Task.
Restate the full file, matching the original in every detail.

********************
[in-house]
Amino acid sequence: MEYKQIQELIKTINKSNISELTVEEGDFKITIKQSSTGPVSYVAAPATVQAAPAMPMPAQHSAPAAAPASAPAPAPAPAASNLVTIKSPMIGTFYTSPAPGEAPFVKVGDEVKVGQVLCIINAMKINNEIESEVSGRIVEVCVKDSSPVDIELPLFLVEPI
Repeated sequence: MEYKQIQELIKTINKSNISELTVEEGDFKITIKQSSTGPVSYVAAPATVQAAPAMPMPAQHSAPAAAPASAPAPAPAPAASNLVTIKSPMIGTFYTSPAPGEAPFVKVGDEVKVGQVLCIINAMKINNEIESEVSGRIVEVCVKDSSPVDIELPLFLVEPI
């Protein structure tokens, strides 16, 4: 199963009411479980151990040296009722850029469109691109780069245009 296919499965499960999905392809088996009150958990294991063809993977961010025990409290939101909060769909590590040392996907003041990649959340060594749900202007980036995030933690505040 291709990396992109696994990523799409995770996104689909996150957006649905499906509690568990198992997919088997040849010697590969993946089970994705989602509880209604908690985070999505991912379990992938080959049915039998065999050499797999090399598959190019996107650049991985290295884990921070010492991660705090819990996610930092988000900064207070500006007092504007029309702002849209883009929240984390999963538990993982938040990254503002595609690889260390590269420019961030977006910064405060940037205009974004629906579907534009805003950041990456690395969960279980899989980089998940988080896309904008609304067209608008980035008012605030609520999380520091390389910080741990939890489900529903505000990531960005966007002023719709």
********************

[in-house]
Amino acid sequence: MEYKQIQELIKTINKSNISELTVEEGDFKITIKQSSTGPVSYVAAPATVQAAPAMPMPAQHSAPAAAPASAPAPAPAPAASNLVTIKSPMIGTFYTSPAPGEAPFVKVGDEVKVGQVLCIINAMKINNEIESEVSGRIVEVCVKDSSPVDIELPLFLVEPI
Repeated sequence: MEYKQIQELIKTINKSNISELTVEEGDFKITIKQSSTGPVSYVAAPATVQAAPAMPMPAQHSAPAAAPASAPAPAPAPAASNLVTIKSPMIGTFYTSPAPGEAPFVKVGDEVKVGQVLCIINAMKINNEIESEVSGRIVEVCVKDSSPVDIELPLFLVEPI
């Protein structure tokens, strides 16, 4: 199963009411479980151990040296009722850029469109691109780069245009 296919499965499960999905392809088996009150958990294991063809993977961010025990409290939101909060769909590590040392996907003041990649959340060594749900202007980036995030933690505040 291709990396992109696994990523799409995770996104689909996150957006649905499906509690568990198992997919088997040849010697590969993946089970994705989602509880209604908690985070999505991912379990992938080959049915039998065999050499797999090399598959190019996107650049991985290295884990921070010492991660705090819990996610930092988000900064207070500006007092504007029309702002849209883009929240984390999963538990993982938040990254503002595609690889260390590269420019961030977006910064405060940037205009974004629906579907534009805003950041990456690395969960279980899989980089998940988080896309904008609304067209608008980035008012605030609520999380520091390389910080741990939890489900529903505000990531960005966007002023719709």